The 81st Annual Meeting of the American Association of Physical Anthropologists (2012)


How old was ‘Geriatrix’? Estimating the age of old individuals with Calibrated Expert Inference

SVENJA WEISE1, JESPER L. BOLDSEN2, JUTTA GAMPE3 and GEORGE R. MILNER4.

1Laboratory of Survival & Longevity, Max Planck Institute for Demographic Research, 2Anthropological Database Odense University, University of Southern Denmark, 3Laboratory of Statistical Demography, Max Planck Institute for Demographic Research, 4Department of Anthropology, Pennsylvania State University

Thursday All day, Plaza Level Add to calendar

Over the last 250 years, the mean length of the human lifespan increased in an approximately linear fashion. However, all information has been obtained through the analysis of written sources. To gain a better understanding about the processes that shape human mortality, especially in old ages, precise information about age-at-death derived from biological remains is necessary.

Most methods of estimating age from skeletons result in open age intervals, which often start as early as 50 or 60 years of age, and lack accuracy and precision. Calibrated Expert Inference (CEI) solves these methodological problems by combining the knowledge about new -as well as some established- osteological indicators with statistical analysis to derive unbiased estimates of age at death. A single age indicator, the so-called “expert age”, is processed statistically to derive an individual’s age estimate. By using a non-parametric regression technique, which allows for interval-censored data, there is no need to rely on linearity between the indicator and actual age, nor on homoscedastic error distributions. A maximum-likelihood procedure is used to estimate the population mortality pattern before the individual age is calculated by applying Bayes’ Theorem.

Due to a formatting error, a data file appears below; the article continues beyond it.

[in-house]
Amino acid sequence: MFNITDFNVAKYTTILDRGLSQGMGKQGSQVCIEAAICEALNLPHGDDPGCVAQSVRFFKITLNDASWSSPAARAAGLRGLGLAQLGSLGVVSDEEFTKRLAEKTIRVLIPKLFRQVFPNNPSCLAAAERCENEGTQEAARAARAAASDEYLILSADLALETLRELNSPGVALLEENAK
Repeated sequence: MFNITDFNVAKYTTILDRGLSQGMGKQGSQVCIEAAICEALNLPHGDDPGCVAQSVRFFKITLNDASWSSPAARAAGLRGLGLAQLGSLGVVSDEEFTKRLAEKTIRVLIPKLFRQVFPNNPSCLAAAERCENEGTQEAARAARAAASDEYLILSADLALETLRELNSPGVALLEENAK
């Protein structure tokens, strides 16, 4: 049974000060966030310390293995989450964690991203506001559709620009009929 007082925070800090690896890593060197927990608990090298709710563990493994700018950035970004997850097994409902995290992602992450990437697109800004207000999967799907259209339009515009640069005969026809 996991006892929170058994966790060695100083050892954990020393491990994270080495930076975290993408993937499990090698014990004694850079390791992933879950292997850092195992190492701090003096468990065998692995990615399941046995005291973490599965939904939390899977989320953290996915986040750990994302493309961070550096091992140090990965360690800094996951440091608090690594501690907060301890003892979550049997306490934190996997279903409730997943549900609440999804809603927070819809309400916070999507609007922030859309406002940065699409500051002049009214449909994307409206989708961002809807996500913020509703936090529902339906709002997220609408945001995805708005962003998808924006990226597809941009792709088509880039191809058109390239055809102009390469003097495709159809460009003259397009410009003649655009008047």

We will present the osteological indicators that are used to obtain the initial “expert age” and show the first results where CEI has been applied to populations from historical Scandinavia. These show that old ages can be identified with precision in skeletal material, and therefore it is possible to draw conclusions about the development of longevity in the past.

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